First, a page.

A CS 255 Paper Review for Random Early Detection Gateways for Congestion Avoidance by Sally Floyd and Van Jacobson
The paper comprehensively discusses Random Early Detection (RED) gateways for congestion avoidance.This algorithm notifies connections of congestion either by dropping packets or tagging each arriving packet (by setting a bit in the packet headers) randomly with a certain probability if the average queue length is between a given range. A probability such that it is proportional to the connection’s share in network throughput. RED gateways are designed for transport layer protocols that respond to congestion through marked packets (either dropped or with the congestion bit set). It was also mentioned that even if the transport protocol is not cooperating (it still floods the network even with congestion), the RED algorithm can still control the average queue length since it can drop the non-cooperating connection’s packets.
The paper also extensively compared early models of early detection congestion avoidance mechanisms and how each performed in various scenarios. The two most discussed mechanisms were Early Random Drop and Drop Tail gateways. The Early Randrom Drop gateway is almost the same as RED but it uses a fixed probability (i.e. does not adjust to network throughput) in determining which connection to notify. While for Drop Tail, on the other hand, since packets are dropped from several connections, global synchronization is introduced. Global synchronization is where multiple nodes receive the congestion notice so they all decrease their throughput at the same time, thus falling below optimal utilization of the network – a scenario that must be avoided and has long been studied.
Another congestion avoidance scheme that was thoroughly discussed and compared with RED is the DECbit congestion avoidance scheme. In contrasts to RED, DECbit marks all incoming packet when there is a congestion (RED select randomly with probability). Because of this, the receiving transport layer protocol still have to compute if the fraction of the received bits are enough to imply congestion. The arking overhead issue was also brought up with DECbit as it tags all incoming packets.
Next, the Design for the RED algorithm was presented. One of the highlights was flexibility through the parameters min, max, and average wherein the first 2 can be controlled and set by the system administrator. This flexibility also was complemented by the paper’s provided guidelines in choosing the right values( i.e. the minimum should not be too low that it would already lead to low network utilization, while the maximum must be high enough to approximate bursts but not too high that it won’t be able to prevent congestion).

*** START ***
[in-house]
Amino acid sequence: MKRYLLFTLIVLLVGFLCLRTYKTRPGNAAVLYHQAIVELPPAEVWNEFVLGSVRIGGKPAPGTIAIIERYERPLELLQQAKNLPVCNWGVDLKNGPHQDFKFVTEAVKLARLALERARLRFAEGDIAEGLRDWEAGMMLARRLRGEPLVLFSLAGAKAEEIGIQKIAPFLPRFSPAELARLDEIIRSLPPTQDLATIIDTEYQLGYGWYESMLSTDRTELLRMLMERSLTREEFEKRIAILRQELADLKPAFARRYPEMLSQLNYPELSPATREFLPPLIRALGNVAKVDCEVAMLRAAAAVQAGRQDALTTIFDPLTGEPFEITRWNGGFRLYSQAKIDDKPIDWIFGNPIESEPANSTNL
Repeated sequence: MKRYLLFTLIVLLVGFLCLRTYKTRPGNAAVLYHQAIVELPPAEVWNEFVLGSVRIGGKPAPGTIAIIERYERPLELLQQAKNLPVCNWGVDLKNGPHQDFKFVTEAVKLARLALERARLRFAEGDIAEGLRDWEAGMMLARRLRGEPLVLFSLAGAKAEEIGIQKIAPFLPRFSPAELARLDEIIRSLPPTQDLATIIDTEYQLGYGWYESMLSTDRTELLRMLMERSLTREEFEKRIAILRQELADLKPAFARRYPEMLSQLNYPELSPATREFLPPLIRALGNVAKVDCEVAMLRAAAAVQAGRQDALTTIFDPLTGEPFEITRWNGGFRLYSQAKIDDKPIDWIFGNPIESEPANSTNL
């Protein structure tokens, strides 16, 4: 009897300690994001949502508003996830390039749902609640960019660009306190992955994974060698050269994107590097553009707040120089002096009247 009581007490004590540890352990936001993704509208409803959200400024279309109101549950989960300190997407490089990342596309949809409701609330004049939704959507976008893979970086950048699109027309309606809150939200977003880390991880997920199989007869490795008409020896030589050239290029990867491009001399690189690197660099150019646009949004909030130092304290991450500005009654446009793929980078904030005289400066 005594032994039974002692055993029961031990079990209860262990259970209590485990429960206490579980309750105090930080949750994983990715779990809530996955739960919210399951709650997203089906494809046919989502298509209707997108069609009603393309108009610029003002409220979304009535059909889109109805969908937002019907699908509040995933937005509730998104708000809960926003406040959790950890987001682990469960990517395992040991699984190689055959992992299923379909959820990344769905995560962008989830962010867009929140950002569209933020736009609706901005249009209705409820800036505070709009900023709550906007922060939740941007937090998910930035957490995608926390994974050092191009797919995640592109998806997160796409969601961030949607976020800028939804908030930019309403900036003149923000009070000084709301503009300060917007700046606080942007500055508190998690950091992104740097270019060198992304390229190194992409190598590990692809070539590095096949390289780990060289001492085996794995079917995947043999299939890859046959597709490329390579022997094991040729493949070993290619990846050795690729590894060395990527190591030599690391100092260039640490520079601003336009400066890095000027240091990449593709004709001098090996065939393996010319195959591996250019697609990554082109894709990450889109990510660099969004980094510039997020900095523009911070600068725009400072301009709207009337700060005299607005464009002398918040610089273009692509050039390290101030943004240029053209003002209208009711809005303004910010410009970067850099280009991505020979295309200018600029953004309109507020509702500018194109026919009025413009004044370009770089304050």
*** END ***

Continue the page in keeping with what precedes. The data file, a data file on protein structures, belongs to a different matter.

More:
The paper also did not lack in discussing the implementation details such as employing parallel computation so as to not consume much computation time especially in networks where a lot already happens in a split second. And how RED will tag all arriving packets if the average queue length is already way past the given maximum threshold.
Elaborations on actual network issues such as bursts (and what are the most like reasons behind them) and misbehaving users (users who still consume a large chunk of the network even if network congestion notice has already been sent) and how RED respond to these scenarios capped off the entire paper with a feel of real life applications and solutions.
Overall, the paper was a great and comprehensive read on the Random Early Detection gateways for congestion avoidance. Motivations behind, related mechanisms, design, and implementation details were thoroughly discussed and tackled. There was also an abundance of graphs, formulas, and chunks of pseudocode which made understanding the paper easier.
Photo from: community.michelinchallengebibendum.com